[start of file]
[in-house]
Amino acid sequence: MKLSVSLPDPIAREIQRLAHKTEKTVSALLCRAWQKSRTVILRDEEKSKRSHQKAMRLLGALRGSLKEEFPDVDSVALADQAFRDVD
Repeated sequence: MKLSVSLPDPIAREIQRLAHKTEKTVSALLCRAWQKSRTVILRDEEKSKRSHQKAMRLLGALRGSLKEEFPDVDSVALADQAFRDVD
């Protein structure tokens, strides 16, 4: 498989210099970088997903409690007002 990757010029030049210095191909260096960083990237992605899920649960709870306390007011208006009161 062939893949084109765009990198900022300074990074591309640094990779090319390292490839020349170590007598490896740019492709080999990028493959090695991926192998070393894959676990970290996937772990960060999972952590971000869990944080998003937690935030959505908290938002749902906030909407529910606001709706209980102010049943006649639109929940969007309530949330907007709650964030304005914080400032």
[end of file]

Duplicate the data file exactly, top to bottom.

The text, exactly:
[in-house]
Amino acid sequence: MKLSVSLPDPIAREIQRLAHKTEKTVSALLCRAWQKSRTVILRDEEKSKRSHQKAMRLLGALRGSLKEEFPDVDSVALADQAFRDVD
Repeated sequence: MKLSVSLPDPIAREIQRLAHKTEKTVSALLCRAWQKSRTVILRDEEKSKRSHQKAMRLLGALRGSLKEEFPDVDSVALADQAFRDVD
């Protein structure tokens, strides 16, 4: 498989210099970088997903409690007002 990757010029030049210095191909260096960083990237992605899920649960709870306390007011208006009161 062939893949084109765009990198900022300074990074591309640094990779090319390292490839020349170590007598490896740019492709080999990028493959090695991926192998070393894959676990970290996937772990960060999972952590971000869990944080998003937690935030959505908290938002749902906030909407529910606001709706209980102010049943006649639109929940969007309530949330907007709650964030304005914080400032």